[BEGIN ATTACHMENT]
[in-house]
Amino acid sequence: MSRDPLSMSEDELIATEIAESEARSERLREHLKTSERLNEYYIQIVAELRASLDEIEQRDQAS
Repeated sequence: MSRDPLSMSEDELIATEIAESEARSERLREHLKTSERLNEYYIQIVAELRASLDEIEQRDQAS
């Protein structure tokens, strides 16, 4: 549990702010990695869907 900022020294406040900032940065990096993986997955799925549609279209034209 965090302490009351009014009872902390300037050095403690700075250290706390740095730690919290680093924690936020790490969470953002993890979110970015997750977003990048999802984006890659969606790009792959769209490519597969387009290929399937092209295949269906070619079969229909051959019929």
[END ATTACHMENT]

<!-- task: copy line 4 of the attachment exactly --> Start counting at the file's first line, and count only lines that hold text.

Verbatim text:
């Protein structure tokens, strides 16, 4: 549990702010990695869907 900022020294406040900032940065990096993986997955799925549609279209034209 965090302490009351009014009872902390300037050095403690700075250290706390740095730690919290680093924690936020790490969470953002993890979110970015997750977003990048999802984006890659969606790009792959769209490519597969387009290929399937092209295949269906070619079969229909051959019929």